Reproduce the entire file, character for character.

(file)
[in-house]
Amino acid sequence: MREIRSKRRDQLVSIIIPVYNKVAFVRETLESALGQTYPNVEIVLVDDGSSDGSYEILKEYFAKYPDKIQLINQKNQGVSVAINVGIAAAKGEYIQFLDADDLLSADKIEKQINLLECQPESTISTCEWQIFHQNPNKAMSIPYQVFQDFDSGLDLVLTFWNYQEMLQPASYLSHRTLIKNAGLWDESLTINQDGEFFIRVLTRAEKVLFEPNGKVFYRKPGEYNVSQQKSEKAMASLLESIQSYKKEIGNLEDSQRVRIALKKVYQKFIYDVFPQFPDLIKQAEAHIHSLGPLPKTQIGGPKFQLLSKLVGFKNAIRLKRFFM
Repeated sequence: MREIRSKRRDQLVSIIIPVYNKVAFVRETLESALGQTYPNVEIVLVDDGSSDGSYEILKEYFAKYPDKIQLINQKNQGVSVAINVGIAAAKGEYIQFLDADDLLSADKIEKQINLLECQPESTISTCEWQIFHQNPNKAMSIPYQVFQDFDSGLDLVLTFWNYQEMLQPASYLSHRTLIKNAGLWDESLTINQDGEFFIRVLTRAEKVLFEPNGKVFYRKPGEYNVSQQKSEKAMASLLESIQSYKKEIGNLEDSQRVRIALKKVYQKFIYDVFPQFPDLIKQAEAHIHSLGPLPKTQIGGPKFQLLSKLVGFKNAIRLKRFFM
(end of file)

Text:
[in-house]
Amino acid sequence: MREIRSKRRDQLVSIIIPVYNKVAFVRETLESALGQTYPNVEIVLVDDGSSDGSYEILKEYFAKYPDKIQLINQKNQGVSVAINVGIAAAKGEYIQFLDADDLLSADKIEKQINLLECQPESTISTCEWQIFHQNPNKAMSIPYQVFQDFDSGLDLVLTFWNYQEMLQPASYLSHRTLIKNAGLWDESLTINQDGEFFIRVLTRAEKVLFEPNGKVFYRKPGEYNVSQQKSEKAMASLLESIQSYKKEIGNLEDSQRVRIALKKVYQKFIYDVFPQFPDLIKQAEAHIHSLGPLPKTQIGGPKFQLLSKLVGFKNAIRLKRFFM
Repeated sequence: MREIRSKRRDQLVSIIIPVYNKVAFVRETLESALGQTYPNVEIVLVDDGSSDGSYEILKEYFAKYPDKIQLINQKNQGVSVAINVGIAAAKGEYIQFLDADDLLSADKIEKQINLLECQPESTISTCEWQIFHQNPNKAMSIPYQVFQDFDSGLDLVLTFWNYQEMLQPASYLSHRTLIKNAGLWDESLTINQDGEFFIRVLTRAEKVLFEPNGKVFYRKPGEYNVSQQKSEKAMASLLESIQSYKKEIGNLEDSQRVRIALKKVYQKFIYDVFPQFPDLIKQAEAHIHSLGPLPKTQIGGPKFQLLSKLVGFKNAIRLKRFFM